The catch is that there must be adequate alternative power for the base load. And that has to come, at the moment, largely from Hwange. As Minister of Energy and Power Development Zhemu Soda has made so clear, Hwange at the moment is not up to that, although this is in the process of changing.

Hwange was built in two stages in the 1980s. The first phase is four 120MW units, each comprising a boiler, steam turbine and generator, with two more 220MW units added a few years later giving the capacity of 920MW. In fact a slightly undersized cooling system has meant that this maximum has never been achieved but Zesa came close when the station was new and run-in.

While hydro stations need only moderate maintenance, and we should remember that Kariba South's original six turbine-generator sets have been replaced over the 60 years since it opened, thermals need more maintenance for a start and their essential parts need replacement more often as they wear out.

There was some glib uninformed comment a while ago that a thermal station only lasts 25 years.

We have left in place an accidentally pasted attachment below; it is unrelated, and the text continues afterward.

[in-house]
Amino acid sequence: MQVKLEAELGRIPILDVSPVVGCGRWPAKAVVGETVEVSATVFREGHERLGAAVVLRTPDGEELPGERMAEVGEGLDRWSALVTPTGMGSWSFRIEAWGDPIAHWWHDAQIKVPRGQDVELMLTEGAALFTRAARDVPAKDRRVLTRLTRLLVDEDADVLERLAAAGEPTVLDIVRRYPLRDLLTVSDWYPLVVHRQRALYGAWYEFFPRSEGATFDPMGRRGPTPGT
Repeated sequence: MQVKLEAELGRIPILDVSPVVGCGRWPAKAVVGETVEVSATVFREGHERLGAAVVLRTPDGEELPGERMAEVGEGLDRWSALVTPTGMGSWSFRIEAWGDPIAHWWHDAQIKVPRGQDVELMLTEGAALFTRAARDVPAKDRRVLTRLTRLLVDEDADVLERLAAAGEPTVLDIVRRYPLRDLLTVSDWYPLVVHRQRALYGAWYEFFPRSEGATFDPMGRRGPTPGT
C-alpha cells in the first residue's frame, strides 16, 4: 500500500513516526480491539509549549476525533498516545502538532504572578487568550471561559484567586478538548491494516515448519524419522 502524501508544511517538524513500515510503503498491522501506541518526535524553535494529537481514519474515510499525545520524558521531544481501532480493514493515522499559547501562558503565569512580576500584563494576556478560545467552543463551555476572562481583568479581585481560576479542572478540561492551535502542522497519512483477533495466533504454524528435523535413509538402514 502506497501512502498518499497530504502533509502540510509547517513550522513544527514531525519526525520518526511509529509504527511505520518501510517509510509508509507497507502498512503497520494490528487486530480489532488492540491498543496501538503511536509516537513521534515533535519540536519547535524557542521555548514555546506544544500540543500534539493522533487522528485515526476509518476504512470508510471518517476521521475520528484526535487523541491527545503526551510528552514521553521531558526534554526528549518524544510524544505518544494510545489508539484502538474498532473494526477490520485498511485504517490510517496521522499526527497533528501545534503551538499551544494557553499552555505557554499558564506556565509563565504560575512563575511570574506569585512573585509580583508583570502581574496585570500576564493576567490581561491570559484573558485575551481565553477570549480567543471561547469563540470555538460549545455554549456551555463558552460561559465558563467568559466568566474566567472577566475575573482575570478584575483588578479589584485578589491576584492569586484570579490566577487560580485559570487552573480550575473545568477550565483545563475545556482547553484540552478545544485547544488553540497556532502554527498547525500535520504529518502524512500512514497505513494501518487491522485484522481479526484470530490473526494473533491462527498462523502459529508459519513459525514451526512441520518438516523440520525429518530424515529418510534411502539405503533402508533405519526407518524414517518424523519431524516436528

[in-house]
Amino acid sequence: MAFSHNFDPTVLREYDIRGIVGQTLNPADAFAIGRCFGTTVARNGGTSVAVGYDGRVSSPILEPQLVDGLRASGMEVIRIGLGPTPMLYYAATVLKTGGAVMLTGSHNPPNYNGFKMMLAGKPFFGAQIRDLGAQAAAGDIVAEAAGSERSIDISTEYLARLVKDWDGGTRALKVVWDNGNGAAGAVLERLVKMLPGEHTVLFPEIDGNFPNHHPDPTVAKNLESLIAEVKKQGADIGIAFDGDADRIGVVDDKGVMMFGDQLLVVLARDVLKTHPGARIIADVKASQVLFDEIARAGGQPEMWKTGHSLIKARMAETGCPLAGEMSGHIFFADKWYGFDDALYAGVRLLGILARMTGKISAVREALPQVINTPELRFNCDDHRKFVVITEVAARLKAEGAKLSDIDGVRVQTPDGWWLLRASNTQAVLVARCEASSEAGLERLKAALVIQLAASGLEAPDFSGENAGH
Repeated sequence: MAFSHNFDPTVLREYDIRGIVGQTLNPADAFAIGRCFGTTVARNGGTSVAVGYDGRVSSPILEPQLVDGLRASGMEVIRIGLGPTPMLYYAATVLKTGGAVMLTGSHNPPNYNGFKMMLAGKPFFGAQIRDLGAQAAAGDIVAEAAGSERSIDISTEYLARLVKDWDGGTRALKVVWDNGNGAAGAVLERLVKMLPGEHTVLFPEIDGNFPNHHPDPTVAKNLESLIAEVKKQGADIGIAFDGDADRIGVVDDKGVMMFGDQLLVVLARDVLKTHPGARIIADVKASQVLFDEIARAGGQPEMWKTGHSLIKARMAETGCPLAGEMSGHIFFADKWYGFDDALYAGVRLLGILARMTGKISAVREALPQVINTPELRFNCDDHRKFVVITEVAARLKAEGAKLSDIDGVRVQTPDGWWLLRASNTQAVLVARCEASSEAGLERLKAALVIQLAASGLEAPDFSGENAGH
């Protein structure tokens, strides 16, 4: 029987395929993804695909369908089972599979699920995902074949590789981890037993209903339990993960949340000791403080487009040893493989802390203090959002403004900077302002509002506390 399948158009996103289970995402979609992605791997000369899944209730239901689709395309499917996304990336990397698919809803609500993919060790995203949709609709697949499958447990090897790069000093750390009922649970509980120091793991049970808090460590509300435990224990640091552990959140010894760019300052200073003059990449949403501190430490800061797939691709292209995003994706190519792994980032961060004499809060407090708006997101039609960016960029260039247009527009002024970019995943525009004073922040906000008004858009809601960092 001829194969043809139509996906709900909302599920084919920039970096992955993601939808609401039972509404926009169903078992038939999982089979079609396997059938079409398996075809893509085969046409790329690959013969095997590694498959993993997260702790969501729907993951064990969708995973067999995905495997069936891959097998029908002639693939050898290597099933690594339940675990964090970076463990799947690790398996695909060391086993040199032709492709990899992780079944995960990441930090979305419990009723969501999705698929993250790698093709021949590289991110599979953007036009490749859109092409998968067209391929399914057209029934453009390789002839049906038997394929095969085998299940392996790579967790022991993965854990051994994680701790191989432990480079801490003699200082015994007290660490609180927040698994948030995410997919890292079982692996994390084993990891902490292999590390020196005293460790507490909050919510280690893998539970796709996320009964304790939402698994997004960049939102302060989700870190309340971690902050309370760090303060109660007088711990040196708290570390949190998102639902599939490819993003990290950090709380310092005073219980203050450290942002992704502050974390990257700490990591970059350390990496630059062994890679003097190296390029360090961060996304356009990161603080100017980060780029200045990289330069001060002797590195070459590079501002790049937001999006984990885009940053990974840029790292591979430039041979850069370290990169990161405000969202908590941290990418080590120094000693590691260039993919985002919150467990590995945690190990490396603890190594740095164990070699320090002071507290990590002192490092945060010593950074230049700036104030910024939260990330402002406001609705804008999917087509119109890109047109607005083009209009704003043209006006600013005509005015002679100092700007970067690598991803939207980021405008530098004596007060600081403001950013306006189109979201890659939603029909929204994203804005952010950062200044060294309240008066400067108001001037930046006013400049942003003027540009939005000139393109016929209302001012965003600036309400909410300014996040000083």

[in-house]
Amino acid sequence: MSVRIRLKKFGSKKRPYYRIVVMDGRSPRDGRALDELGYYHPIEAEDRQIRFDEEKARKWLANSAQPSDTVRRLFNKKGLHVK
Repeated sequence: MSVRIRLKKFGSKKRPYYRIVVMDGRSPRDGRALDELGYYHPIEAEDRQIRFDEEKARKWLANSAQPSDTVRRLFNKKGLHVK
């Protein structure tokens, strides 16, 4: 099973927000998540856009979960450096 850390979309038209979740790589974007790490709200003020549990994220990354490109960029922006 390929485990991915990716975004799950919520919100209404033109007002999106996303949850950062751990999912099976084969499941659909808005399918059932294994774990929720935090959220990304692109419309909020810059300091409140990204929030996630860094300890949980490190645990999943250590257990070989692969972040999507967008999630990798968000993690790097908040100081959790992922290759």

That is more the estimate of the average replacement cycle for the parts. Boilers wear out more quickly than turbines or generators, so you cannot give the actual replacement cycle, only the policy that when something wears out it is replaced, and usually by something that reflects the technology advances in the past quarter century, even in a mature industry like thermal power stations.

Regrettably Zesa from the late 1990s was not following a proper maintenance cycle at Hwange, although it was at cheaper Kariba, and the catch-up under the Second Republic is not instant, especially when you have to keep the station running as best you can. But it is in progress which is why Minister Soda is so upbeat this week about the present rebuild of unit 6, one of the big 220MW units. Putting that back on line as soon as possible helps a lot.